is the starting point, just a generic hard-sided suitcase
with wheels and a retractable handle. First step, cut
out all the straps and the partition.
Over the past several months
I've shared with you some of my experiences with getting my studio
and location gear together. With new technology rapidly changing the
way pro photographers make their living, it really has become a chore
to keep up on the new gear, decide which pieces can help you do your
job more effectively, and figure out how to afford what you need.
One of the facts of life once you own some pretty fancy, expensive photo
gear is that you've got to protect it. Even if you don't
travel very far at all, you'll need to secure your gear when you're
not using it, and figure out a way to transport what you need when you
leave your home to shoot. While I lived out of a couple of gadget bags
for most of my life, I have learned that there is a different level
of protection required when your gear isn't by your side, especially
in the hold of an airplane.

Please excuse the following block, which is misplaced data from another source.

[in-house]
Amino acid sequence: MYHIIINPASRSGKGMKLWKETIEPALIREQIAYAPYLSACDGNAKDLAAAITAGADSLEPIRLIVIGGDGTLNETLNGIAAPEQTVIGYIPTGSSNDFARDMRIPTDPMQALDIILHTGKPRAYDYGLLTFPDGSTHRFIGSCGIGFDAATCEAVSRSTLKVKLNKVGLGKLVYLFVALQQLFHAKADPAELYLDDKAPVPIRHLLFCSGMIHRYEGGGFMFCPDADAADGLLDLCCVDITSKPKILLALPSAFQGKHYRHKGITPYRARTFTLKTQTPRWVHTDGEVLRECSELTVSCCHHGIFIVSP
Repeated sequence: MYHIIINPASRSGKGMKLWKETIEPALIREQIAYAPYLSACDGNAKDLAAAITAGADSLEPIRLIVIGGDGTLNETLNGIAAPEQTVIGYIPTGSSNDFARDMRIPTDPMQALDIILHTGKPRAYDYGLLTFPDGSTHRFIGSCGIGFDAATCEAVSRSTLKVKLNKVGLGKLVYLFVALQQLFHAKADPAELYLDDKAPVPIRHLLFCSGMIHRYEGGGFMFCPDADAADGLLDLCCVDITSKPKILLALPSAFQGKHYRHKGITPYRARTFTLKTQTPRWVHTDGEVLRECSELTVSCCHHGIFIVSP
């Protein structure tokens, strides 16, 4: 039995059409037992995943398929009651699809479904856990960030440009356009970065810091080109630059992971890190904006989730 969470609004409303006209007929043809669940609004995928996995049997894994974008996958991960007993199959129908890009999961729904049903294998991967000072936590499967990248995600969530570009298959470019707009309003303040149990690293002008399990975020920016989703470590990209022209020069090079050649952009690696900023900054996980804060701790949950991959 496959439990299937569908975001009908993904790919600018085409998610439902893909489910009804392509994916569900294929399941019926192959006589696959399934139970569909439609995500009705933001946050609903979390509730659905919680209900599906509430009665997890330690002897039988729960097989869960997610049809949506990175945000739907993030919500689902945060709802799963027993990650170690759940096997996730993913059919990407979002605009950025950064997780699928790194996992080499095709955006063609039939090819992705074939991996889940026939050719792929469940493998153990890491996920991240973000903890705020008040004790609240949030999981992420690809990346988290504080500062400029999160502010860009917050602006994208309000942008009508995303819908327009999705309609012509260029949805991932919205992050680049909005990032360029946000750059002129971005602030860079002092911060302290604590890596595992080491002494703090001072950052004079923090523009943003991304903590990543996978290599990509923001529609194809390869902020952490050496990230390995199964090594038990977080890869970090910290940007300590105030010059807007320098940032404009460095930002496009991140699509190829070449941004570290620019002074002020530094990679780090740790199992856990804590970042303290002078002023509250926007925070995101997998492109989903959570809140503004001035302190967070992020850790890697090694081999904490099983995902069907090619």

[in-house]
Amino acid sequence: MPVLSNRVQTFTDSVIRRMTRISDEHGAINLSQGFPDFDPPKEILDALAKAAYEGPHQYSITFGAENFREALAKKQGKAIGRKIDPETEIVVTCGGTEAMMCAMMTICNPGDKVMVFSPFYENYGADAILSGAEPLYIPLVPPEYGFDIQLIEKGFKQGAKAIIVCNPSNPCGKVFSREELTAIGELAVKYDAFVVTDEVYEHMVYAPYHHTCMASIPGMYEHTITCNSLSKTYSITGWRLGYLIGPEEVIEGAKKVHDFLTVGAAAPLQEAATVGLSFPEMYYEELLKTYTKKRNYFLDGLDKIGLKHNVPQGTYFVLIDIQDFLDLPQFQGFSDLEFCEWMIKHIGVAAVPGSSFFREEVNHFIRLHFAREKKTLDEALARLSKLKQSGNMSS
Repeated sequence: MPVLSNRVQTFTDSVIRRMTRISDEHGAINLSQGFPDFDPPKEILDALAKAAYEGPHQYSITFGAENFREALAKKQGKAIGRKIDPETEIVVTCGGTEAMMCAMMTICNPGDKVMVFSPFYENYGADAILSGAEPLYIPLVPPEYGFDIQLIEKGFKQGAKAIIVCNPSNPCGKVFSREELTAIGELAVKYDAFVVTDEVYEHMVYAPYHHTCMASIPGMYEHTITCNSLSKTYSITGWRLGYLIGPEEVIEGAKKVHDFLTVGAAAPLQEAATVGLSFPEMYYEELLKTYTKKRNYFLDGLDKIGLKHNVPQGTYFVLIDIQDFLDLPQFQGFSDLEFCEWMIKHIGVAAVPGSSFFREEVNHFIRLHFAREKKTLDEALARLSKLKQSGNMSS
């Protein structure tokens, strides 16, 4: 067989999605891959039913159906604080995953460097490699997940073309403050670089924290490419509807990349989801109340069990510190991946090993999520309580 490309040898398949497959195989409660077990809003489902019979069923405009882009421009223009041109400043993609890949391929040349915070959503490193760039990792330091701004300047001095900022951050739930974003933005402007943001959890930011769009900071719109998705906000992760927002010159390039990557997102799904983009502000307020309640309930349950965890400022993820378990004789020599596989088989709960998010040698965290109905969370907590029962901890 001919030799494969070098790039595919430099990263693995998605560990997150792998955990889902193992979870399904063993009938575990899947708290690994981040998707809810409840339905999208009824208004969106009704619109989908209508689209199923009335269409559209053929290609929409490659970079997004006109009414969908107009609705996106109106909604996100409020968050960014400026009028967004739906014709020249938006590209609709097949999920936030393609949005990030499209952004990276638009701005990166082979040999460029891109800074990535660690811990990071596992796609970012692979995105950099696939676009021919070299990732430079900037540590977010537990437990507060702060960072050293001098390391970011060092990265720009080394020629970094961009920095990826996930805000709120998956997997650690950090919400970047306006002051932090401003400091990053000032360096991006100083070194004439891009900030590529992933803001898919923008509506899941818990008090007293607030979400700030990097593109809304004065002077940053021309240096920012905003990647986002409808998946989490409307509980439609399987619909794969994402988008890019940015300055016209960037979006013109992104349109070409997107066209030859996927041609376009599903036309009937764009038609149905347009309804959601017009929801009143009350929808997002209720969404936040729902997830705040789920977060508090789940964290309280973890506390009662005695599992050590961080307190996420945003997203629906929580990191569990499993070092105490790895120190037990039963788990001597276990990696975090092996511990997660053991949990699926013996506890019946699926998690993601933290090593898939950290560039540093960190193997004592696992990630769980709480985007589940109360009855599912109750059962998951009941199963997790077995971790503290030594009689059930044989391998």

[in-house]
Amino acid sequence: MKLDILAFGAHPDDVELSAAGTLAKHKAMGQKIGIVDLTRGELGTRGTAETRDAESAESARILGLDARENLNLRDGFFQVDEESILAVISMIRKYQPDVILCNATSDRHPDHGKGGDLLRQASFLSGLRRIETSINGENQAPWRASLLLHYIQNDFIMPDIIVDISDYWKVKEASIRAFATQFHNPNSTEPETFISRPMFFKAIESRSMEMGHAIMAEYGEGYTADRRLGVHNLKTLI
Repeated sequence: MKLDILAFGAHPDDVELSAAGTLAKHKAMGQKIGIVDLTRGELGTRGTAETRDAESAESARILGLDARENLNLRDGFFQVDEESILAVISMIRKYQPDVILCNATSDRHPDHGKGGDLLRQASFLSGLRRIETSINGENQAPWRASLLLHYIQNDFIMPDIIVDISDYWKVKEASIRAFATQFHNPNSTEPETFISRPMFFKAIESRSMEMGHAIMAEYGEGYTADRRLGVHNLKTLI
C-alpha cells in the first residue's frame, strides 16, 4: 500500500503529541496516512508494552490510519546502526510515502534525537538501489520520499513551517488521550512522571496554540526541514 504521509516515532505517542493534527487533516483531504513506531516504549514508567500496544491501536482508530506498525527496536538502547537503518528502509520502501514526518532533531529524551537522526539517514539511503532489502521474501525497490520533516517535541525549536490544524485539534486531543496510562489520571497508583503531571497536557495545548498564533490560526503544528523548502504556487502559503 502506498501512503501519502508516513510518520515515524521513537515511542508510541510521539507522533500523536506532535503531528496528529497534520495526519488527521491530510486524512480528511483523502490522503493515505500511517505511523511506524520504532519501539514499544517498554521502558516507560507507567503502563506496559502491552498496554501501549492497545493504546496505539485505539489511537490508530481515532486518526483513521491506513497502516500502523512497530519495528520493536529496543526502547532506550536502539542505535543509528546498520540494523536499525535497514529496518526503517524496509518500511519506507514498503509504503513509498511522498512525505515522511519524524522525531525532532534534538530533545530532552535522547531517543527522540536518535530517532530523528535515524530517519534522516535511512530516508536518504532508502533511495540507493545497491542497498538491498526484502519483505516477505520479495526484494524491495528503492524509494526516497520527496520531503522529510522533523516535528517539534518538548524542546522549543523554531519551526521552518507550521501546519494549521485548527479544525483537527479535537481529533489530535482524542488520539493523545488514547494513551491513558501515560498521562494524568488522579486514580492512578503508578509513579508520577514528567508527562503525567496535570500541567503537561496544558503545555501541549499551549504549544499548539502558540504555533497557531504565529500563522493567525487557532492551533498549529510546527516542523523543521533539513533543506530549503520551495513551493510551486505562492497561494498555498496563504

When it comes to packing up your gear for life on the road, even if
the road is just a family vacation, you've got to assess your
photographic needs and the level of hassle you can endure. As I've
mentioned before, I had a large two-flight case system custom made for
me by the same flight case company that makes cases for the Rolling
Stones and Fox TV. It has drawers and a large bin at the bottom for
flash generators. The only problem is that the whole rig loaded is too
heavy for even two people to carry. I rarely travel with more than one
assistant, so it sits parked in the corner of my studio, a handy but
stationary equipment case. Since I like the idea of having lots of accessories